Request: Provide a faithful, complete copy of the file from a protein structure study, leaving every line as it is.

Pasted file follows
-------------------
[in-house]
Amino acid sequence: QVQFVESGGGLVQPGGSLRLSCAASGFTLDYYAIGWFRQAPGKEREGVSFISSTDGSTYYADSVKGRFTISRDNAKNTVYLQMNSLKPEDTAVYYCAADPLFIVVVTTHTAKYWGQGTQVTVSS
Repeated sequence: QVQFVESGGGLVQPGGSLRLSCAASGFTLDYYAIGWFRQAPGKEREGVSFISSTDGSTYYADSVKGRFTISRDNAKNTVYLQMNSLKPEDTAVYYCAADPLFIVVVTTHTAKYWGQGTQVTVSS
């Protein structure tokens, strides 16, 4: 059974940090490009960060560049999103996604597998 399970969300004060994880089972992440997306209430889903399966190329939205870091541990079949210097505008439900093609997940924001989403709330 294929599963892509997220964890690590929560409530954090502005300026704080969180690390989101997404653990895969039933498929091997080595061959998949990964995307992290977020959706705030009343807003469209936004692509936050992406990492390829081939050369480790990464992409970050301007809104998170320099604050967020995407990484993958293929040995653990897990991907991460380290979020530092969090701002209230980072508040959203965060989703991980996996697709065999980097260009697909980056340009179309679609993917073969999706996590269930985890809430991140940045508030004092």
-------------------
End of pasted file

[in-house]
Amino acid sequence: QVQFVESGGGLVQPGGSLRLSCAASGFTLDYYAIGWFRQAPGKEREGVSFISSTDGSTYYADSVKGRFTISRDNAKNTVYLQMNSLKPEDTAVYYCAADPLFIVVVTTHTAKYWGQGTQVTVSS
Repeated sequence: QVQFVESGGGLVQPGGSLRLSCAASGFTLDYYAIGWFRQAPGKEREGVSFISSTDGSTYYADSVKGRFTISRDNAKNTVYLQMNSLKPEDTAVYYCAADPLFIVVVTTHTAKYWGQGTQVTVSS
């Protein structure tokens, strides 16, 4: 059974940090490009960060560049999103996604597998 399970969300004060994880089972992440997306209430889903399966190329939205870091541990079949210097505008439900093609997940924001989403709330 294929599963892509997220964890690590929560409530954090502005300026704080969180690390989101997404653990895969039933498929091997080595061959998949990964995307992290977020959706705030009343807003469209936004692509936050992406990492390829081939050369480790990464992409970050301007809104998170320099604050967020995407990484993958293929040995653990897990991907991460380290979020530092969090701002209230980072508040959203965060989703991980996996697709065999980097260009697909980056340009179309679609993917073969999706996590269930985890809430991140940045508030004092």